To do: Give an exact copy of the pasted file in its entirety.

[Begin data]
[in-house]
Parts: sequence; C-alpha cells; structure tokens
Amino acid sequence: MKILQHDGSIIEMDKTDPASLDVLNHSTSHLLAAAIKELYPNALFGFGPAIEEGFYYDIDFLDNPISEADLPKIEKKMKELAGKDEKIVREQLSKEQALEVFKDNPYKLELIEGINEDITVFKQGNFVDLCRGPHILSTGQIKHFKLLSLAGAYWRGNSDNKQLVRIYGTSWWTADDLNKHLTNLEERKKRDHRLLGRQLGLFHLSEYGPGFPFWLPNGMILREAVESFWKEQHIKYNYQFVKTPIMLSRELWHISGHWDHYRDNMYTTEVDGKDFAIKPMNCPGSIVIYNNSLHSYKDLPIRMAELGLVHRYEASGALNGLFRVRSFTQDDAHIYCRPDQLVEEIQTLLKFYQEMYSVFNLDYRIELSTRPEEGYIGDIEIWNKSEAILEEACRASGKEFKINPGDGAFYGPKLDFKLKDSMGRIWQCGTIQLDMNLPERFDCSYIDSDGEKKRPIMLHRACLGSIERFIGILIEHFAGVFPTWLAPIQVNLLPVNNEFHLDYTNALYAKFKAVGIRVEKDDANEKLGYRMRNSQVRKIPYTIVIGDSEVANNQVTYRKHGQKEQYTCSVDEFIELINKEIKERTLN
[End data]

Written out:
[in-house]
Parts: sequence; C-alpha cells; structure tokens
Amino acid sequence: MKILQHDGSIIEMDKTDPASLDVLNHSTSHLLAAAIKELYPNALFGFGPAIEEGFYYDIDFLDNPISEADLPKIEKKMKELAGKDEKIVREQLSKEQALEVFKDNPYKLELIEGINEDITVFKQGNFVDLCRGPHILSTGQIKHFKLLSLAGAYWRGNSDNKQLVRIYGTSWWTADDLNKHLTNLEERKKRDHRLLGRQLGLFHLSEYGPGFPFWLPNGMILREAVESFWKEQHIKYNYQFVKTPIMLSRELWHISGHWDHYRDNMYTTEVDGKDFAIKPMNCPGSIVIYNNSLHSYKDLPIRMAELGLVHRYEASGALNGLFRVRSFTQDDAHIYCRPDQLVEEIQTLLKFYQEMYSVFNLDYRIELSTRPEEGYIGDIEIWNKSEAILEEACRASGKEFKINPGDGAFYGPKLDFKLKDSMGRIWQCGTIQLDMNLPERFDCSYIDSDGEKKRPIMLHRACLGSIERFIGILIEHFAGVFPTWLAPIQVNLLPVNNEFHLDYTNALYAKFKAVGIRVEKDDANEKLGYRMRNSQVRKIPYTIVIGDSEVANNQVTYRKHGQKEQYTCSVDEFIELINKEIKERTLN